Why I Value my Depression

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Harvard university logo image   Google Search Some self-disclosure, it seems to me, is overdue at  this point, and blogging’s purpose is largely what you  make of it, yes?

Clearly to those few who have followed this blog  from its meager onset, my on-line activity so far has  come in waves.  A surge out of the blue a year ago, a  pause, and now another surge.  What does it mean?  Not entirely sure myself, I can say from years of  experience being me that I suffer (and learn) from  Major Depressive Disorder. It informs everything I  say, write, and do.  But for it, I’d be A Harvard  Medical School trained physician somewhere now. Instead, I dropped out after two and a half years despite well above average Boards scores, due to recurrent depression in training that I now attribute to sleep deprivation and the culture of medical residency.  That was in the early 1990s, and I have only just now gotten over the blow to my pride sufficiently to make such a statement publicly.  That kind of prestige is not easy to resist or give up, trust me.  I never really sought it, but I sure as heck got caught up in it for a while. Intoxicating stuff, ego is, truly.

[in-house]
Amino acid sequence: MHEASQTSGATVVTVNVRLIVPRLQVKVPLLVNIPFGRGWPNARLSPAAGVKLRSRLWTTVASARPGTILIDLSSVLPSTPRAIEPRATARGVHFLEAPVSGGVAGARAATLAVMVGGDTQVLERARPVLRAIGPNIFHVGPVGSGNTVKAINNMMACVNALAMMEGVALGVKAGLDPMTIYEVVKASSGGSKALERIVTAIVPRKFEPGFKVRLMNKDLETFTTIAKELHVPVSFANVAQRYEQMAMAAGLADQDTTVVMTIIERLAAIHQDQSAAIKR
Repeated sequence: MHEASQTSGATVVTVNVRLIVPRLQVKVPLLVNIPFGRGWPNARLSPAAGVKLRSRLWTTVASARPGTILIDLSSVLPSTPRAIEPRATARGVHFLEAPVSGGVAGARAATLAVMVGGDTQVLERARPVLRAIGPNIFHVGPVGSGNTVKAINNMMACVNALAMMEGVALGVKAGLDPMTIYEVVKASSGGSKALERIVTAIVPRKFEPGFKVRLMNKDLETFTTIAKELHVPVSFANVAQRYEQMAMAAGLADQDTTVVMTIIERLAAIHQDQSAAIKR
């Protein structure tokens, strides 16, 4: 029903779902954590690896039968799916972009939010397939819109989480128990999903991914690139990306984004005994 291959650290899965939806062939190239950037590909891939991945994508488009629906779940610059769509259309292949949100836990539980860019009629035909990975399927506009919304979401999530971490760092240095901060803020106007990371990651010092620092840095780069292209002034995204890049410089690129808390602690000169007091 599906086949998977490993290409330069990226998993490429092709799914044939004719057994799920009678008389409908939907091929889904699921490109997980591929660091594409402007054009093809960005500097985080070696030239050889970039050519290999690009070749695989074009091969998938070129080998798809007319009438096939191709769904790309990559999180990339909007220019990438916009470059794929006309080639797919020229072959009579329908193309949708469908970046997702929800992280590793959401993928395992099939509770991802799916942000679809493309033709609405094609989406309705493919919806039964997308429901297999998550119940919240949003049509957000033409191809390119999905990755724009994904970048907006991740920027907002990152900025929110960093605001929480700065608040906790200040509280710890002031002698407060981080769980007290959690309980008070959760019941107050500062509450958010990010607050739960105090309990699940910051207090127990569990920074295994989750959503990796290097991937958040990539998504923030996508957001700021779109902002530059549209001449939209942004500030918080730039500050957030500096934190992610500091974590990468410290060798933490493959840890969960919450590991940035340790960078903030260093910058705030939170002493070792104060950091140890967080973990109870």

I’ve gotten better over time managing my response to these experiences, so the lows come less and less often, and far less deeply than they once did. I’m happily married, have without any doubt the best 8-year-old daughter who ever existed (Don’t doubt it!), and I have an exciting and really rather fun professional life, this all despite my ups and downs.  Last time down was last summer: crappy, demoralizing but livable, and I could even work though it. There are also periods of somewhat increased energy and creativity – imagine that? – that last as long as they last, and I try to squeeze in what good stuff I can when I can. Maybe this time is different, will never end – of course, unlikely but still an attractive vision of heaven. Life will go on in any case, as it must.

For those with the savvy to ask this specific question, no, I have never been manic, and mania does not concern me personally.  For those uninformed about such things, mania is one part of Bipolar Disorder.  Mania roughly involves such sped-up though processes and energy and confidence as to become dangerous and self-destructive.  Hypomania, where I’ve been told by some, rather plausibly, that I live occasionally, involves a mild enough form of mania as to avoid the danger.  The risk for me with hypomania is overworking and crashing into depression. I’ve ruffled some feathers here and there as a result. Live and learn! It is best to distance from negative influences in any case, yes?  Have I ever mentioned that you can profitably use general statements to give useful information while saying nothing personal?  It’s true!

See, I learn from experience at least occasionally, and I sure try more often than that. It’s a major part of what makes growing older more enjoyable than not. I don’t miss being young, cocky, strong, and ignorant of Oh! so, so much.  Life is good.

Any questions? Comments?  When I say I learn from others, I mean it, and I live it.

Please indulge me. I appreciate your time and consideration.

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